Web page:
Intel prepares for 5G demands with its new Stratix 10 TX FPGA
Intel has demonstrated that it may be ready for next-generation data-loads and transmission demands at this year's Optical Fiber Communications (OFC) conference, held in San Diego this week. To this end, the company unveiled its state-of-the-art field-programmable gate array (FPGA) transceiver at the show. It is known as the Stratix 10 TX FPGA, and can deliver the bandwidth required by concerns such as cloud computing, gaming and 5G going into the next decade.
The Stratix 10 TX facilitates these needs through the latest developments in PAM4 (or pulse-amplitude modulation at four levels) technology. It enables transmission at up to 58 gigabits per second (58 Gb/s). Each new transceiver possesses 144 transceiver lanes with 1-58Gb/s serial data rates. The new FPGA also supports 30Gbps NRZ and dual-mode modulation for flexible compatibility.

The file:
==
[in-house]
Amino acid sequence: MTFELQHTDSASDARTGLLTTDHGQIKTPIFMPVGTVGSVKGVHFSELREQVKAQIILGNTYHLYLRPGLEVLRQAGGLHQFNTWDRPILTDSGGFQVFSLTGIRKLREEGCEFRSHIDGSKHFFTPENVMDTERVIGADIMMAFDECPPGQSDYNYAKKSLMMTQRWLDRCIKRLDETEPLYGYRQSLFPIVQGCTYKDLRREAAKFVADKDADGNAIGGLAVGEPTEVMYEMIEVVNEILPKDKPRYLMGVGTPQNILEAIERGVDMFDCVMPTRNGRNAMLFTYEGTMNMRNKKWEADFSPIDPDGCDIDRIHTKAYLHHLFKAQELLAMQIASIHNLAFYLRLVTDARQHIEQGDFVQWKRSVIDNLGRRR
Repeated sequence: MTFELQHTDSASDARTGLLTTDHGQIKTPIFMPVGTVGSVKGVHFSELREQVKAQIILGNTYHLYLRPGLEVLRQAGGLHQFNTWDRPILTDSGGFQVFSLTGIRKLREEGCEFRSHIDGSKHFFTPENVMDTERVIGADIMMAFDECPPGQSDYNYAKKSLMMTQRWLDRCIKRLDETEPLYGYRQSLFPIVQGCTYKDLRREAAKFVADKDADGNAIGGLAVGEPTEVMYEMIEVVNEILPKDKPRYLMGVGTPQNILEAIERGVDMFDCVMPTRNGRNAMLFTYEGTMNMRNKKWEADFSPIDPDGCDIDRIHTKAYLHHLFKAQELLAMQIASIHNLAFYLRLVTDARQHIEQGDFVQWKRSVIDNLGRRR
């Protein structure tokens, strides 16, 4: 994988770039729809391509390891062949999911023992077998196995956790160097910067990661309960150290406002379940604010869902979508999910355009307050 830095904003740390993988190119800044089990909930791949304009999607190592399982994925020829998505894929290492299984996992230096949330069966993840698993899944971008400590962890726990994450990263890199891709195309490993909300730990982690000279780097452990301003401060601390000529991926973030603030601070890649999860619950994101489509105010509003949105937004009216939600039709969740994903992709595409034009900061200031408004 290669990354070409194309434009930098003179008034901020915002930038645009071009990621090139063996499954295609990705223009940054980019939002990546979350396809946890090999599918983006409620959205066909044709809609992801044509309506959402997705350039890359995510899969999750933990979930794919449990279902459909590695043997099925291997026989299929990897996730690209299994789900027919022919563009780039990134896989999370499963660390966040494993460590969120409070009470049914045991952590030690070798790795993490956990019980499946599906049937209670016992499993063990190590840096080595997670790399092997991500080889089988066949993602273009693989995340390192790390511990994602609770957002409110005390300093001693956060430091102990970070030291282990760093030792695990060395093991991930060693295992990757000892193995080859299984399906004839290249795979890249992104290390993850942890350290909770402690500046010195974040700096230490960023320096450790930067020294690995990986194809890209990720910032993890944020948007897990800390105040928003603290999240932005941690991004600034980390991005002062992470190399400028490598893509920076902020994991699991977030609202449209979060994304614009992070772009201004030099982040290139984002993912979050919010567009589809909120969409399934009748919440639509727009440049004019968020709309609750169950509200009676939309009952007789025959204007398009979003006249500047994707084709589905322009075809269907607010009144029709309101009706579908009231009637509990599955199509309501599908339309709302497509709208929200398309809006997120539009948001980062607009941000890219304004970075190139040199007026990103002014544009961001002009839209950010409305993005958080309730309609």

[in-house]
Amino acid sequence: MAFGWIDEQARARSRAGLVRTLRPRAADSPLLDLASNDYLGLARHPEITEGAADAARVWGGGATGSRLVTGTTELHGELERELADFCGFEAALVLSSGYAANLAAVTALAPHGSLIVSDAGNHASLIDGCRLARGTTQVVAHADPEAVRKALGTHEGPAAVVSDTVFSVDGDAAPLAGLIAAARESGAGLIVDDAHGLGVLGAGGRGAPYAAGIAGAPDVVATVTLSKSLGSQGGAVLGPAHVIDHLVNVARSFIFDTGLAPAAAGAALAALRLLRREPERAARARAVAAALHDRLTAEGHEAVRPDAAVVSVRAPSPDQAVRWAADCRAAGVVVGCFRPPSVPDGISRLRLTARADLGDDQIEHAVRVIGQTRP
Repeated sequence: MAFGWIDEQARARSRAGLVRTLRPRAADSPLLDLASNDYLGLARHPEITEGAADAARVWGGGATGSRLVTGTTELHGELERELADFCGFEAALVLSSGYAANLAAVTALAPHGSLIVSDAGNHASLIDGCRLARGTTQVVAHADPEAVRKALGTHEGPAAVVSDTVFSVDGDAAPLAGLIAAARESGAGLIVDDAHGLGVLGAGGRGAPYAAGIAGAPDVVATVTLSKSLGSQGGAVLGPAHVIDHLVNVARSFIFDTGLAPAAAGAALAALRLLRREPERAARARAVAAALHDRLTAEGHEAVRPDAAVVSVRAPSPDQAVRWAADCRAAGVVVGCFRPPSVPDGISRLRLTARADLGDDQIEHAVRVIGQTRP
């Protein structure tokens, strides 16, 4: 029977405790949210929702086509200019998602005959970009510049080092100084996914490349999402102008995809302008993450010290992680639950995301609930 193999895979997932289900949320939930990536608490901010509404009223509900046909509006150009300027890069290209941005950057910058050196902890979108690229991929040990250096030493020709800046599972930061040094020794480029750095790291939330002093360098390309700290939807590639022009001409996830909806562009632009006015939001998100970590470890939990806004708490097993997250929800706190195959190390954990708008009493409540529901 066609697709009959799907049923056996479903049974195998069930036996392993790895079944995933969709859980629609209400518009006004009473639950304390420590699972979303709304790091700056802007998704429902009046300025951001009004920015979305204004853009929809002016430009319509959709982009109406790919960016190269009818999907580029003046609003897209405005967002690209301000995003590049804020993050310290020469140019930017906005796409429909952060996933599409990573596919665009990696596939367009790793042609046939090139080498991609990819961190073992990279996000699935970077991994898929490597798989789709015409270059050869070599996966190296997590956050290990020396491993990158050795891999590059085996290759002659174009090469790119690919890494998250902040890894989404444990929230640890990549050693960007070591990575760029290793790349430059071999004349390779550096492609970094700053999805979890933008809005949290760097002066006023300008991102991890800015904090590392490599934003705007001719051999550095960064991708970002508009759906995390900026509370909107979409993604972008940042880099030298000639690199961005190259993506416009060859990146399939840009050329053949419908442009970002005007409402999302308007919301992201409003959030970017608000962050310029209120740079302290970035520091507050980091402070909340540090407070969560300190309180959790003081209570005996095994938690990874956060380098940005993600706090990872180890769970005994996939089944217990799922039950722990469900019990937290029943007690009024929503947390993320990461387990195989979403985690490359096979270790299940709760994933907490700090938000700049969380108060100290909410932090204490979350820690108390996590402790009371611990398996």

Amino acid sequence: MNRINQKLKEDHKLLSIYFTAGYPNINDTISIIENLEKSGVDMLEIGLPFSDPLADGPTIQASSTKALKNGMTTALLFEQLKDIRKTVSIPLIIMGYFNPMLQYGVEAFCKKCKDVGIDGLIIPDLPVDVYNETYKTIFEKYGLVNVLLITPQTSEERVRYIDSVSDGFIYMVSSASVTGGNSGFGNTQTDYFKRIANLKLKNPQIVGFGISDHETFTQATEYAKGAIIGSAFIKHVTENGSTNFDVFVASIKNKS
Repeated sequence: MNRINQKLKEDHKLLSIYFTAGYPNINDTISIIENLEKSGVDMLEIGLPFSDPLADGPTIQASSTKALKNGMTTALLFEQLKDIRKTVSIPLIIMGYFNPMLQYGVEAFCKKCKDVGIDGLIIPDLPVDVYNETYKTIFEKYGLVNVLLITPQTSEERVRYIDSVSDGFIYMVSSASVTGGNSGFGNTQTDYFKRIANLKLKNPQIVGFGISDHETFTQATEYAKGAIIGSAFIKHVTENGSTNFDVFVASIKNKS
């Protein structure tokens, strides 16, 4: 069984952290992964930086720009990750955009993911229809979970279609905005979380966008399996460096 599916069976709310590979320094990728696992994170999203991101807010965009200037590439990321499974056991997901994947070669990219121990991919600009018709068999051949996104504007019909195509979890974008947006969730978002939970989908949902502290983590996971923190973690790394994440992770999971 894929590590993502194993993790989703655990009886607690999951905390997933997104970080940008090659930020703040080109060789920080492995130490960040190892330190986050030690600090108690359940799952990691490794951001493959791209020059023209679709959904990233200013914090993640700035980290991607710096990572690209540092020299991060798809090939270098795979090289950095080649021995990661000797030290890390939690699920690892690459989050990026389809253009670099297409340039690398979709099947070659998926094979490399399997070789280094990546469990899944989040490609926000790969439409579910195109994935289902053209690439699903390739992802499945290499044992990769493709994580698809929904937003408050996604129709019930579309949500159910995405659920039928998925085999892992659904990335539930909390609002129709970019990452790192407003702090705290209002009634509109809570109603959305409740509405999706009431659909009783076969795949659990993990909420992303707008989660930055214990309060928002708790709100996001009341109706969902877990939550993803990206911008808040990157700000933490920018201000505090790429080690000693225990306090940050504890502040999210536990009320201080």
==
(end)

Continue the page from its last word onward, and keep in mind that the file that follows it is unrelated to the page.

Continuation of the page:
These new advancements in bandwidth technology is what will probably deliver 400Gb Ethernet bandwidths. Intel also claims that it is first to market with such a solution. The company also asserts that a designer can scale from 100 to 400Gb Ethernet with the Stratix 10 TX FPGA. It also needs only 8 channels to work with 400G Ethernet FPGAs, and has also been integrated into a 10nm 112G PAM4 high-speed transceiver test chip. Therefore, the bandwidth improvements that this next-gen FPGA represents may not be too far away from the market.